Borderline personality disorder (BPD) is listed in the Diagnostic and Statistical Manual of Mental Disorders, Fifth Edition (DSM-5) as a chronic, mental health disorder. The National Institute of Mental Health (NIH) defines borderline personality disorder as an “illness marked by an ongoing pattern of varying moods, self-image, and behavior.” The symptoms of BPD usually stem from an inconsistent self-concept. As is explained by the Mayo Clinic “with borderline personality disorder, you have an intense fear of abandonment or instability, and you may have difficulty tolerating being alone. Yet inappropriate anger, impulsiveness, and frequent mood swings may push others away, even though you want to have loving, and lasting relationships.” Common signs and symptoms associated with BPD may include any combination of the following examples, provided by the Cleveland Clinic:
- Ongoing feelings of emptiness
- Frequent displays of intense anger
- Stress-related, fleeting paranoia
- Risky behavior (e.g., gambling, having unsafe sex, etc.)
- Fear of being alone
- Fragile self-image
- Erratic moods
- Suicidal behavior
- Threats of self-injury
Young people with borderline personality disorder often struggle with relationship issues, lack self-esteem, have a poor self-image, and have an inability to appropriately self-regulate.
DSM-5 Diagnostic Criteria
There is no definitive medical test to diagnose borderline personality disorder. According to the DSM-5, borderline personality disorder is diagnosed when a person experiences “a pervasive pattern of instability of interpersonal relationships, self-image and affects, and marked impulsivity beginning by early adulthood” and must experience five or more of the following symptoms in a variety of contexts:
- Emotional instability
- Feelings of emptiness
- Efforts to avoid abandonment
- Impulsive behaviors
- Identity disturbances
- Inappropriate, irrational and/ or intense bouts of anger
- Transient paranoid and/ or dissociative symptoms
- Unstable interpersonal relationships
- Suicidal and/ or self-harming behaviors
The symptoms that manifest because of borderline personality disorder often mimic those of other mental health disorders (e.g., histrionic personality disorder, narcissistic personality disorder, bipolar personality etc.). In fact, BPD is one of the most commonly misdiagnosed mental health conditions. Nevertheless, the only way to truly know whether you have borderline personality disorder is to undergo a comprehensive evaluation that is conducted by one or more qualified mental health professionals.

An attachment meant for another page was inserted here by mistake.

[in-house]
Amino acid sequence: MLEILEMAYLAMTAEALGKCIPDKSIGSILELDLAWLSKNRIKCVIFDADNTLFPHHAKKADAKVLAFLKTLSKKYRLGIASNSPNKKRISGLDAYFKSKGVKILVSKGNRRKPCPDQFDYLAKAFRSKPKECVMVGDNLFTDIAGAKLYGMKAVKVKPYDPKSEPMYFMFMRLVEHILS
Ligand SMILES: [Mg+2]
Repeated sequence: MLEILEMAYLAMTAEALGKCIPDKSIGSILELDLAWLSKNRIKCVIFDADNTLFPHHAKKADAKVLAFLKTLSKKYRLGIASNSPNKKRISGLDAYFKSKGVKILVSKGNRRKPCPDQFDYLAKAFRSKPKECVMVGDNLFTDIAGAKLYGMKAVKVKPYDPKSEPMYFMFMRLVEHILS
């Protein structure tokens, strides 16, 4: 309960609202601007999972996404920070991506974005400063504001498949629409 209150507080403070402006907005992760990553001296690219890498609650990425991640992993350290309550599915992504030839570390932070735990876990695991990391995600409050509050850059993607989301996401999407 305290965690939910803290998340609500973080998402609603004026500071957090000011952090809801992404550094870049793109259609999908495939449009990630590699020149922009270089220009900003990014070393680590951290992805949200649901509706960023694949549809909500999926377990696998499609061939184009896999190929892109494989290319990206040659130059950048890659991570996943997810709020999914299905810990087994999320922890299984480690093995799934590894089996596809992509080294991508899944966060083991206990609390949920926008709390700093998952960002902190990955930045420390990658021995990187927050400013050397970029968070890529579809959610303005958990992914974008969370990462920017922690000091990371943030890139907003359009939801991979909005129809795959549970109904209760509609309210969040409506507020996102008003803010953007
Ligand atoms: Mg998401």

For Information and Support
Every family in need of mental health treatment must select a program that will best suit the needs of their family. When one member of a family struggles, it impacts everyone in the family unit. To maximize the benefits of treatment we work closely with the entire family to ensure that everyone is receiving the support they need through these difficult times.
Seeking help is never easy, but you are not alone! If you or someone you know needs mental health treatment, we strongly encourage you to reach out for help as quickly as possible. It is not uncommon for many mental health difficulties to impact a person’s life, long term. Pursuing support at the beginning of one’s journey can put the individual in the best position to learn how to manage themselves in a healthy way so they can go on to live happy and fulfilling lives.
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